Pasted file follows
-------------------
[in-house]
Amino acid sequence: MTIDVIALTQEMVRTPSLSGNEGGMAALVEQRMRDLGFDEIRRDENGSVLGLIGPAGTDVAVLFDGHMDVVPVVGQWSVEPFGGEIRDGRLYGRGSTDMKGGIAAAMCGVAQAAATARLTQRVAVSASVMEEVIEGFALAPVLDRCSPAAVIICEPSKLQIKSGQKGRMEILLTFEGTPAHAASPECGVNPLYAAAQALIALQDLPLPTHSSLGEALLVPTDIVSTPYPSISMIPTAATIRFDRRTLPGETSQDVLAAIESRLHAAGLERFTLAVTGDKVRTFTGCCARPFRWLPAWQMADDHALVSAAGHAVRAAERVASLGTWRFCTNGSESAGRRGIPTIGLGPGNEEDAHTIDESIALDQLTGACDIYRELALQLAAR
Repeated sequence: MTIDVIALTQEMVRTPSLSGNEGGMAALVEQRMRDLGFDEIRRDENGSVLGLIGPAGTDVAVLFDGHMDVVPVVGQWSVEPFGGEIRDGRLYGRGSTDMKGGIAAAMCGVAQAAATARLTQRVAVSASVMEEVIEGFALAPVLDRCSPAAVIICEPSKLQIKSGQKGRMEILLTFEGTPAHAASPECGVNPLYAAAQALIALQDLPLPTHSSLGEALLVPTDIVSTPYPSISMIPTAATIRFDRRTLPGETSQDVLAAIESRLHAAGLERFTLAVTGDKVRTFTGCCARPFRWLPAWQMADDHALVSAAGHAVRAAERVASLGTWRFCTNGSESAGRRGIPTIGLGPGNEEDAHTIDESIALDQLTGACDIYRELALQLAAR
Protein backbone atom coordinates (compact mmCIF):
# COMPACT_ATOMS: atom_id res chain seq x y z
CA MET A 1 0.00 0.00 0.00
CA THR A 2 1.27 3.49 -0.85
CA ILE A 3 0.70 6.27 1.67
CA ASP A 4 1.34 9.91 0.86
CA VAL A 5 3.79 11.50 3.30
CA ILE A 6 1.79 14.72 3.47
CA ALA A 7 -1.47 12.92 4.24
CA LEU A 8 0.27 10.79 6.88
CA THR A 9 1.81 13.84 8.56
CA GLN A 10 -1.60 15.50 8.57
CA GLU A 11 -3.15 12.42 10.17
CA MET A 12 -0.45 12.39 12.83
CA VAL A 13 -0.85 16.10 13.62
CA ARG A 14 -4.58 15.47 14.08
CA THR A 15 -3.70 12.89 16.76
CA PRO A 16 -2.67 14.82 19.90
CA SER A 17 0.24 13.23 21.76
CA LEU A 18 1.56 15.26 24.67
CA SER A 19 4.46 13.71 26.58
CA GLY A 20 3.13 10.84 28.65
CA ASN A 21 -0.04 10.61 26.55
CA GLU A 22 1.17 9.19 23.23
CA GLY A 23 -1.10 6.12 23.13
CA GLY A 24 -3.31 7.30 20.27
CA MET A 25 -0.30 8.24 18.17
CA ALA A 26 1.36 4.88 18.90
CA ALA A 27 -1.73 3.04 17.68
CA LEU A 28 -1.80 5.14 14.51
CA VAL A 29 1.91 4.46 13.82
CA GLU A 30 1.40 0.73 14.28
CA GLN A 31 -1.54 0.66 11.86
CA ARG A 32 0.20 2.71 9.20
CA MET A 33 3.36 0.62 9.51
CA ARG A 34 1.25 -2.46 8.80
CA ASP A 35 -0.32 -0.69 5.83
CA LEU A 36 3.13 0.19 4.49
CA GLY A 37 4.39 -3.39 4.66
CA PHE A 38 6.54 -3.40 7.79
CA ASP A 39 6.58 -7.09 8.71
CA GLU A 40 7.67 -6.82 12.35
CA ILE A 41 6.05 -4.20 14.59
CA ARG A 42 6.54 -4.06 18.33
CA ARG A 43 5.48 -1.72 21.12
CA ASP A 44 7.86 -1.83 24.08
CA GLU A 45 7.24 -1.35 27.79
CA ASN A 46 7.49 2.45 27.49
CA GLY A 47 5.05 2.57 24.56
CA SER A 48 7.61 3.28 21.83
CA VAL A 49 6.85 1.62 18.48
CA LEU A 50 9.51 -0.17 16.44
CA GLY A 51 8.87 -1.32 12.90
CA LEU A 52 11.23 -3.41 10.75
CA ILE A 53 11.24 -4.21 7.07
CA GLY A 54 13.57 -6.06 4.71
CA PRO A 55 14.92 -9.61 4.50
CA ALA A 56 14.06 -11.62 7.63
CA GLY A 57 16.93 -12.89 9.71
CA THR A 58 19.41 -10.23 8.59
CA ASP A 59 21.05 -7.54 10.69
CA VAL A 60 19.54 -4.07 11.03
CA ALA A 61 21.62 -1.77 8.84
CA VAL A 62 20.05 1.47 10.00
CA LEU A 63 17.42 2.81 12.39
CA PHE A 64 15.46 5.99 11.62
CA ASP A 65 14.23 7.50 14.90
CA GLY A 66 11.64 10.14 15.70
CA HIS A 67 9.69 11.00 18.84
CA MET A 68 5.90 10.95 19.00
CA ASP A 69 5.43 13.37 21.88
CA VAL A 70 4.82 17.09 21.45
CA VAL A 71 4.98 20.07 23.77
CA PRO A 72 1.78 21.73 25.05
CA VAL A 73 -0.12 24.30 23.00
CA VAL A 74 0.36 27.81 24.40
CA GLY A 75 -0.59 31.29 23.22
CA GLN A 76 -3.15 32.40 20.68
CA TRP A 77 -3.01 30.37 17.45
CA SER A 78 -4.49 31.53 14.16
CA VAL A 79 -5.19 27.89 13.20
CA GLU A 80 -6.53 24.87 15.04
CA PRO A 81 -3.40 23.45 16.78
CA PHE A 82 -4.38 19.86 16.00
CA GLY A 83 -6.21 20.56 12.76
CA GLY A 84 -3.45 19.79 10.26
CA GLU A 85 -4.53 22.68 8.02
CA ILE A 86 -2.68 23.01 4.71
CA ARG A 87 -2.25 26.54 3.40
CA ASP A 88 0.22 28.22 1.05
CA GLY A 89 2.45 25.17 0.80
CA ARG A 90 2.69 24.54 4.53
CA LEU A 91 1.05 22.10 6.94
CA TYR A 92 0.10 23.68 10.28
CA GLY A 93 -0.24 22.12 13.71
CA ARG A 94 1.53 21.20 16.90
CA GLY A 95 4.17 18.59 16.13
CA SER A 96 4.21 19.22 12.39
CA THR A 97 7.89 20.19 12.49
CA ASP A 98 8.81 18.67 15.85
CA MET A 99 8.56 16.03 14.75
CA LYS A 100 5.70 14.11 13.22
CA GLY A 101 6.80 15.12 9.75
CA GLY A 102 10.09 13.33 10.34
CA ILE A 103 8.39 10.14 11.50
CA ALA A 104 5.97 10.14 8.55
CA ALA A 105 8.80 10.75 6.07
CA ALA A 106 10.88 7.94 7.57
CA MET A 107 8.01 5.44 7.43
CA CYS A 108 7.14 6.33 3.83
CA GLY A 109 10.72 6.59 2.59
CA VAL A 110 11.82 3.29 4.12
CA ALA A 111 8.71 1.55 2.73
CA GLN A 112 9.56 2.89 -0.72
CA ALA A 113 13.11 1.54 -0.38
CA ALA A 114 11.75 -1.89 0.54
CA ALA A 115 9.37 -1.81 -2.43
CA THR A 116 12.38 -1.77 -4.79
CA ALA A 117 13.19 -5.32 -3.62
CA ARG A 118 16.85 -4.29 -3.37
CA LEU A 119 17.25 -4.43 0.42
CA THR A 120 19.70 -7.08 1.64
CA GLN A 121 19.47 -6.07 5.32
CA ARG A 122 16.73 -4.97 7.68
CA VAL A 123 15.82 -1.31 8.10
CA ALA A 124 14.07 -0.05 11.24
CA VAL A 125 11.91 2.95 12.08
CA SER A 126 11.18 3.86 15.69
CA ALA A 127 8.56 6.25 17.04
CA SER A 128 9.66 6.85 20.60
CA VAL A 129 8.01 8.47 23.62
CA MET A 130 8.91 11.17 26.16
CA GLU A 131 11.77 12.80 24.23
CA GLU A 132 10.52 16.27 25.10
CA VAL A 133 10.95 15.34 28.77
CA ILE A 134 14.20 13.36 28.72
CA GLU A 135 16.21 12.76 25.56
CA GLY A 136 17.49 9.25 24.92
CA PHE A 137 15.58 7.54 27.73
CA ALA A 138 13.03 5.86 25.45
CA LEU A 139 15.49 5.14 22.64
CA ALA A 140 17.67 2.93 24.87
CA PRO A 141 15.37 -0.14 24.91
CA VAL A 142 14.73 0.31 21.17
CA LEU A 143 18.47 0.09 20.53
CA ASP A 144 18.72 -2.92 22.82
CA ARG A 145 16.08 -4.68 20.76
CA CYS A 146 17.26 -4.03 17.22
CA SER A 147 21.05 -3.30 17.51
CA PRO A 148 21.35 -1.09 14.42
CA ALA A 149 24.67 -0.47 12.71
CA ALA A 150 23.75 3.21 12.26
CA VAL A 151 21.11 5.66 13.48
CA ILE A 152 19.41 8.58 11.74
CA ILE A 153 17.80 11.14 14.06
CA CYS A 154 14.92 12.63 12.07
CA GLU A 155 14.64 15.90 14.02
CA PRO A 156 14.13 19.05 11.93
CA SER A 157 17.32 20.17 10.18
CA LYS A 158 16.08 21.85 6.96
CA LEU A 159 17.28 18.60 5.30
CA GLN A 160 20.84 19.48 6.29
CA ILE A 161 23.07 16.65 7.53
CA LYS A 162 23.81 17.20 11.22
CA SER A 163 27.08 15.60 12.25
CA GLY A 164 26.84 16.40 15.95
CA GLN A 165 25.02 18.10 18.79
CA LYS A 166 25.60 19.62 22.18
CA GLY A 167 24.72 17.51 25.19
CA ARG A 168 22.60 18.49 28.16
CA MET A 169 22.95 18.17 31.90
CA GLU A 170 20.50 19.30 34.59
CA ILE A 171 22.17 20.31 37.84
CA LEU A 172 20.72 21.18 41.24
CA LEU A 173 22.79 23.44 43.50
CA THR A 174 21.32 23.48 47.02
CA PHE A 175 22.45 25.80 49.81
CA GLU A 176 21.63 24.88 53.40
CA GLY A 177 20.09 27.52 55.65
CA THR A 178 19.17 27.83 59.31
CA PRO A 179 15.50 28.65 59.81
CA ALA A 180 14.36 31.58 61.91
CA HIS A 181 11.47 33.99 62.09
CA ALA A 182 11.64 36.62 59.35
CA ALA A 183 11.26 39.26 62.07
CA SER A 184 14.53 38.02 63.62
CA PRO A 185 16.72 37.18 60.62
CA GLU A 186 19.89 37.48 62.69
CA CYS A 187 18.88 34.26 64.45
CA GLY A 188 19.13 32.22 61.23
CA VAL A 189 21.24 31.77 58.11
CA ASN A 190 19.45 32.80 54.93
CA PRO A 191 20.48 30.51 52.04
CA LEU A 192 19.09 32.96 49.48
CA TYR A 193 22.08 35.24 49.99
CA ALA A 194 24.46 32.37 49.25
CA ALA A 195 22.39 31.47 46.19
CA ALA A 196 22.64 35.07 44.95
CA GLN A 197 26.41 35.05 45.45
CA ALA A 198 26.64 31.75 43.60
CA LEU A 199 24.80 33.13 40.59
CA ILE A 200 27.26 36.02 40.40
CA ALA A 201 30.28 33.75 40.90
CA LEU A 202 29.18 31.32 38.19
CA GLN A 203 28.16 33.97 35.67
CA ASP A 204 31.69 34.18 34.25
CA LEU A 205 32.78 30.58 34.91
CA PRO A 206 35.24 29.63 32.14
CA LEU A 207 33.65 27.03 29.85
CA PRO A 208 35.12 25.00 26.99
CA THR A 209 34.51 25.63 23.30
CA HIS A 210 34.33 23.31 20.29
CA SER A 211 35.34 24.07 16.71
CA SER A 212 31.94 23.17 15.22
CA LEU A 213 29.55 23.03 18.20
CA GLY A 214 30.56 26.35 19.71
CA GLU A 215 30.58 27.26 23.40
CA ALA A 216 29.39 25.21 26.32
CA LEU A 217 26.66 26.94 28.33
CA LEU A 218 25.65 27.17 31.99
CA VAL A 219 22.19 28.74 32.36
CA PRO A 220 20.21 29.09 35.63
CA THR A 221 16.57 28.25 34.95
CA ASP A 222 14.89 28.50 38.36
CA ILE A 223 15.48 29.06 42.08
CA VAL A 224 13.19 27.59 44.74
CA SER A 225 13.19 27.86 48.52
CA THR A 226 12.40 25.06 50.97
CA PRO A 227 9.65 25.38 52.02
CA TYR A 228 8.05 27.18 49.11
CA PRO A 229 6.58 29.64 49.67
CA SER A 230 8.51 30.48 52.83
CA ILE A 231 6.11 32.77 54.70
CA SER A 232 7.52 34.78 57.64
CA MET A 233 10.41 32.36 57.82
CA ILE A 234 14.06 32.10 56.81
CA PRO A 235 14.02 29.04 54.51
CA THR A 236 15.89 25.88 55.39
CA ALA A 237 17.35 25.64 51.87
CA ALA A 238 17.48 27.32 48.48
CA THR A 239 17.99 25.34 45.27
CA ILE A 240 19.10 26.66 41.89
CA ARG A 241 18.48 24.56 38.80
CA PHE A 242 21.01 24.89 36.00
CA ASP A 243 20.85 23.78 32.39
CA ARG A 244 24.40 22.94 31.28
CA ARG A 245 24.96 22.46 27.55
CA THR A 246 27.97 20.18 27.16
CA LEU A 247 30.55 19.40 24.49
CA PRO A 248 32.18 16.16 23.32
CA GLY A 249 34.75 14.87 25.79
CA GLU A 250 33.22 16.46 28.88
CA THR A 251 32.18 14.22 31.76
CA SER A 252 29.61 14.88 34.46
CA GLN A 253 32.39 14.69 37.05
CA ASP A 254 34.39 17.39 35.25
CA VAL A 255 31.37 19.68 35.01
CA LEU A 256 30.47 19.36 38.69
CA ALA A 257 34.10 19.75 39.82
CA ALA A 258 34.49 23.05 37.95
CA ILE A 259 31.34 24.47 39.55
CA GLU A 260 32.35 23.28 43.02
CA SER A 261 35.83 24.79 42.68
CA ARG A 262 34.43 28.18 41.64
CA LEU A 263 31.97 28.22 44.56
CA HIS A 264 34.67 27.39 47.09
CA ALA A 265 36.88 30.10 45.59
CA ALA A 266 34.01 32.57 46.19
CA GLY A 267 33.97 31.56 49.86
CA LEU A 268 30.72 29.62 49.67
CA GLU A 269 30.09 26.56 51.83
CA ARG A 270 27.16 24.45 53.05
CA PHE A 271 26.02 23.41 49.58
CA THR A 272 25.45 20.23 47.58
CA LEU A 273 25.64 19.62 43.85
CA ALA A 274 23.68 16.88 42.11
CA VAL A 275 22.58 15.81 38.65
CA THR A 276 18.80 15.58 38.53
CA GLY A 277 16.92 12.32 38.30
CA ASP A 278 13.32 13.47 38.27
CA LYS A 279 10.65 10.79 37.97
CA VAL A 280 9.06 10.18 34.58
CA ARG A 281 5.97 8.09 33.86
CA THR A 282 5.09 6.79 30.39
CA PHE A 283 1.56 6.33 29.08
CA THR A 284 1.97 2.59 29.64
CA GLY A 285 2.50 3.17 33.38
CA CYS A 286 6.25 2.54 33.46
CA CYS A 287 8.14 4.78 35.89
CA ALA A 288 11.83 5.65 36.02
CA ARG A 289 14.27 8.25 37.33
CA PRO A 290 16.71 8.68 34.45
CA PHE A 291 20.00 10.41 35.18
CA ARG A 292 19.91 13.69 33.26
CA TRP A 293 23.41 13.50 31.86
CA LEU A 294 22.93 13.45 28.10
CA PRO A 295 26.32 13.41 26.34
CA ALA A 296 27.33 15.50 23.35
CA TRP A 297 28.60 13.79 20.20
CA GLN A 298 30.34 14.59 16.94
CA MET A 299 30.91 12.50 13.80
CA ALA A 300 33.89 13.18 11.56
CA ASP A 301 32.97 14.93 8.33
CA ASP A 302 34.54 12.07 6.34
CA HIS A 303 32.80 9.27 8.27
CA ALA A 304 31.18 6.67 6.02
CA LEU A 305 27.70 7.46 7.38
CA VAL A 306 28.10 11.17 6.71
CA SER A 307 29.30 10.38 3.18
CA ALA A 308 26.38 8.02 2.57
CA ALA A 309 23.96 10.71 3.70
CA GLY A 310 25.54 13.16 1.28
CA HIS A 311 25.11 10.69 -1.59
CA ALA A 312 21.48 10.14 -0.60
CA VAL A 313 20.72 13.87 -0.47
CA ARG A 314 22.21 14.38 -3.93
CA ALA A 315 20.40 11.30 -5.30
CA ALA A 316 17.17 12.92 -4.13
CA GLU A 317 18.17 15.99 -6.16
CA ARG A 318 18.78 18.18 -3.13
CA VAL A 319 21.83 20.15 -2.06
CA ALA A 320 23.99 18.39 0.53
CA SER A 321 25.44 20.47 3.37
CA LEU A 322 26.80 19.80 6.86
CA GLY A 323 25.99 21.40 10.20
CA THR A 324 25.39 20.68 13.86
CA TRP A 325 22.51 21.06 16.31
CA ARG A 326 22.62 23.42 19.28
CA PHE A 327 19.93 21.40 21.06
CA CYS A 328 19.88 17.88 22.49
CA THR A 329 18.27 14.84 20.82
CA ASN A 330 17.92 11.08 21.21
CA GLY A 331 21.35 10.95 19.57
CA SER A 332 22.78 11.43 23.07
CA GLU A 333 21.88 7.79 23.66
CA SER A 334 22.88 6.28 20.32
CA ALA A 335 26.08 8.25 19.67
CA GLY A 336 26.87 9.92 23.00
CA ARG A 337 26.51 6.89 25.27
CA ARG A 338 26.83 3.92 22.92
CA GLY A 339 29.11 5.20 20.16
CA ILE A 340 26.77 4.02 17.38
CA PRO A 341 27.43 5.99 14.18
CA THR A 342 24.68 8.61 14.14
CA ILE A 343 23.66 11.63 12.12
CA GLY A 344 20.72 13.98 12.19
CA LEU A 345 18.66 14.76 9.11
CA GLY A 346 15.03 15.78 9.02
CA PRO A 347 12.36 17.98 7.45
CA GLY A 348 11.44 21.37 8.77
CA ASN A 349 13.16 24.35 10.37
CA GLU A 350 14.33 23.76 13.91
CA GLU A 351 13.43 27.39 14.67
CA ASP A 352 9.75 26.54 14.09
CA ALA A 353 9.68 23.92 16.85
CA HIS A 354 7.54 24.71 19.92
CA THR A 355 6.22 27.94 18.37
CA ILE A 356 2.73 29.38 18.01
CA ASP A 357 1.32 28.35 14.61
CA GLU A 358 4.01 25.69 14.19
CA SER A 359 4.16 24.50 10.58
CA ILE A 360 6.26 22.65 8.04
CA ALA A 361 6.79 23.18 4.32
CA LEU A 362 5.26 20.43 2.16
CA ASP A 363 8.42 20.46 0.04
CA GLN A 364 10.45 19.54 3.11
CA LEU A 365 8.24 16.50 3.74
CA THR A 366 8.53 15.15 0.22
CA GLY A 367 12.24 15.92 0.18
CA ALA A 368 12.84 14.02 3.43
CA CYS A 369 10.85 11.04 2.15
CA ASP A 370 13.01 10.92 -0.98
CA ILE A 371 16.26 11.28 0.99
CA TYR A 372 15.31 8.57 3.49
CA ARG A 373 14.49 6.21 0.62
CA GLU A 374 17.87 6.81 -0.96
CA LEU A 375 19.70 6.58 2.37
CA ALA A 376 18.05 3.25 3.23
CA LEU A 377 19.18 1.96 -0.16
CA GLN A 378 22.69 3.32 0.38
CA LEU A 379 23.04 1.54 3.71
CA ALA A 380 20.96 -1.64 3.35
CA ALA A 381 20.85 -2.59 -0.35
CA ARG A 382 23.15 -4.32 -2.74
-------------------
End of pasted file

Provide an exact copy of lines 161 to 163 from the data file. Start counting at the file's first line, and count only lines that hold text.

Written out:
CA PRO A 156 14.13 19.05 11.93
CA SER A 157 17.32 20.17 10.18
CA LYS A 158 16.08 21.85 6.96